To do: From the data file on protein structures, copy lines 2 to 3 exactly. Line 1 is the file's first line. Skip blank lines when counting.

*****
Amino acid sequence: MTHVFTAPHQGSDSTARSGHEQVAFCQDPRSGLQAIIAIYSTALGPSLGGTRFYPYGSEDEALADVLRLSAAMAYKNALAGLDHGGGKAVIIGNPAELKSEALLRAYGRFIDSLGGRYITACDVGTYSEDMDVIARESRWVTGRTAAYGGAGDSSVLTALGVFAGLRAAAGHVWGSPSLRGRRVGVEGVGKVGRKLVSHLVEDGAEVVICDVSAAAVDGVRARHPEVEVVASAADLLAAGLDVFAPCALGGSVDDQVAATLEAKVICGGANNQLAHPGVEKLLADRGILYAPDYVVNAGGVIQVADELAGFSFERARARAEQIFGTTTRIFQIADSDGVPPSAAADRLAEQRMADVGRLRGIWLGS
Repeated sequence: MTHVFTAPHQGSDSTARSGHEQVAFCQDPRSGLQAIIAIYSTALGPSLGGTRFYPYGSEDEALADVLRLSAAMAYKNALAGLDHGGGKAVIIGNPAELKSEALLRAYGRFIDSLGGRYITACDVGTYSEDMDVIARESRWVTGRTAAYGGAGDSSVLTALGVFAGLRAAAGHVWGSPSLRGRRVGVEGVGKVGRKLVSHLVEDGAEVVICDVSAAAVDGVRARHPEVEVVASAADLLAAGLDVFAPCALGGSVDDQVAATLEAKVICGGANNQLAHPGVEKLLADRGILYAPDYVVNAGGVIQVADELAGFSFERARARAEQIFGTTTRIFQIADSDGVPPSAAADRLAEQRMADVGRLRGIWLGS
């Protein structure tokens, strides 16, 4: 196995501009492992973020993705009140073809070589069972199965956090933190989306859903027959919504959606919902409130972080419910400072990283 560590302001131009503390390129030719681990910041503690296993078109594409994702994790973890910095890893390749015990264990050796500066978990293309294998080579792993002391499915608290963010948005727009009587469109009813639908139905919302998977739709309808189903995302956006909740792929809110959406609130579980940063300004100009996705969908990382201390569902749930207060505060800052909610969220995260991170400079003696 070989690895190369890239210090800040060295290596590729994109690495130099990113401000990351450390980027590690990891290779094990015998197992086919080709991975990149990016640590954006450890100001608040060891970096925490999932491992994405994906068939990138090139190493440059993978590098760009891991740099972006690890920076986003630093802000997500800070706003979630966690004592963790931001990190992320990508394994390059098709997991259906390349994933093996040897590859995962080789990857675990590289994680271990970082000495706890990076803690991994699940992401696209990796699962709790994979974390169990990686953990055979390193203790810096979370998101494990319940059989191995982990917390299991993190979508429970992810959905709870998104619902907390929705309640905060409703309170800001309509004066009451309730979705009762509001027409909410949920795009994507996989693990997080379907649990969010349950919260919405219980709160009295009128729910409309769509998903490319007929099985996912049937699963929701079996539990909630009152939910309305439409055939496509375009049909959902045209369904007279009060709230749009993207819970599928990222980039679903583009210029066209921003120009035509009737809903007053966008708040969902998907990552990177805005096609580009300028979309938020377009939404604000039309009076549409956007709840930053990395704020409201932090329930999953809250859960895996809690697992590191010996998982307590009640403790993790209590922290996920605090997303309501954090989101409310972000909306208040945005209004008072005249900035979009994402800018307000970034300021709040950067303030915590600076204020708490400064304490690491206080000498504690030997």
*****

Repeated sequence: MTHVFTAPHQGSDSTARSGHEQVAFCQDPRSGLQAIIAIYSTALGPSLGGTRFYPYGSEDEALADVLRLSAAMAYKNALAGLDHGGGKAVIIGNPAELKSEALLRAYGRFIDSLGGRYITACDVGTYSEDMDVIARESRWVTGRTAAYGGAGDSSVLTALGVFAGLRAAAGHVWGSPSLRGRRVGVEGVGKVGRKLVSHLVEDGAEVVICDVSAAAVDGVRARHPEVEVVASAADLLAAGLDVFAPCALGGSVDDQVAATLEAKVICGGANNQLAHPGVEKLLADRGILYAPDYVVNAGGVIQVADELAGFSFERARARAEQIFGTTTRIFQIADSDGVPPSAAADRLAEQRMADVGRLRGIWLGS
């Protein structure tokens, strides 16, 4: 196995501009492992973020993705009140073809070589069972199965956090933190989306859903027959919504959606919902409130972080419910400072990283 560590302001131009503390390129030719681990910041503690296993078109594409994702994790973890910095890893390749015990264990050796500066978990293309294998080579792993002391499915608290963010948005727009009587469109009813639908139905919302998977739709309808189903995302956006909740792929809110959406609130579980940063300004100009996705969908990382201390569902749930207060505060800052909610969220995260991170400079003696 070989690895190369890239210090800040060295290596590729994109690495130099990113401000990351450390980027590690990891290779094990015998197992086919080709991975990149990016640590954006450890100001608040060891970096925490999932491992994405994906068939990138090139190493440059993978590098760009891991740099972006690890920076986003630093802000997500800070706003979630966690004592963790931001990190992320990508394994390059098709997991259906390349994933093996040897590859995962080789990857675990590289994680271990970082000495706890990076803690991994699940992401696209990796699962709790994979974390169990990686953990055979390193203790810096979370998101494990319940059989191995982990917390299991993190979508429970992810959905709870998104619902907390929705309640905060409703309170800001309509004066009451309730979705009762509001027409909410949920795009994507996989693990997080379907649990969010349950919260919405219980709160009295009128729910409309769509998903490319007929099985996912049937699963929701079996539990909630009152939910309305439409055939496509375009049909959902045209369904007279009060709230749009993207819970599928990222980039679903583009210029066209921003120009035509009737809903007053966008708040969902998907990552990177805005096609580009300028979309938020377009939404604000039309009076549409956007709840930053990395704020409201932090329930999953809250859960895996809690697992590191010996998982307590009640403790993790209590922290996920605090997303309501954090989101409310972000909306208040945005209004008072005249900035979009994402800018307000970034300021709040950067303030915590600076204020708490400064304490690491206080000498504690030997």